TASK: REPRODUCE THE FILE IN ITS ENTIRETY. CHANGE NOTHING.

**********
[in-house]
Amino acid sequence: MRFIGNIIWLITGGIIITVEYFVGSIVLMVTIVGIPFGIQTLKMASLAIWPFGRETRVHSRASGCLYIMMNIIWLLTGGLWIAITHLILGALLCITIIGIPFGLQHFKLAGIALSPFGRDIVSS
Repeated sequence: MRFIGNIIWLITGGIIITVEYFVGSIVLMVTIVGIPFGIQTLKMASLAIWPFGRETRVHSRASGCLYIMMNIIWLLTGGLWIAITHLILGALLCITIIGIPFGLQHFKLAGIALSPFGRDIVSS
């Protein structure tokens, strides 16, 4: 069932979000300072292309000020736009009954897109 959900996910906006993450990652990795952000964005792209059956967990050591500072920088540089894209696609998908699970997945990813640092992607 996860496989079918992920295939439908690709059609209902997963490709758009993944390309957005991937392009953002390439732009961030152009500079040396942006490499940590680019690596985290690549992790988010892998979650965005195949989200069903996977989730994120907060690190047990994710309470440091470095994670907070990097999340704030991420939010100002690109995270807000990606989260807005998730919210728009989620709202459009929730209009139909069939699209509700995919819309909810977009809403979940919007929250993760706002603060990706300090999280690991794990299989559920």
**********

[in-house]
Amino acid sequence: MRFIGNIIWLITGGIIITVEYFVGSIVLMVTIVGIPFGIQTLKMASLAIWPFGRETRVHSRASGCLYIMMNIIWLLTGGLWIAITHLILGALLCITIIGIPFGLQHFKLAGIALSPFGRDIVSS
Repeated sequence: MRFIGNIIWLITGGIIITVEYFVGSIVLMVTIVGIPFGIQTLKMASLAIWPFGRETRVHSRASGCLYIMMNIIWLLTGGLWIAITHLILGALLCITIIGIPFGLQHFKLAGIALSPFGRDIVSS
């Protein structure tokens, strides 16, 4: 069932979000300072292309000020736009009954897109 959900996910906006993450990652990795952000964005792209059956967990050591500072920088540089894209696609998908699970997945990813640092992607 996860496989079918992920295939439908690709059609209902997963490709758009993944390309957005991937392009953002390439732009961030152009500079040396942006490499940590680019690596985290690549992790988010892998979650965005195949989200069903996977989730994120907060690190047990994710309470440091470095994670907070990097999340704030991420939010100002690109995270807000990606989260807005998730919210728009989620709202459009929730209009139909069939699209509700995919819309909810977009809403979940919007929250993760706002603060990706300090999280690991794990299989559920």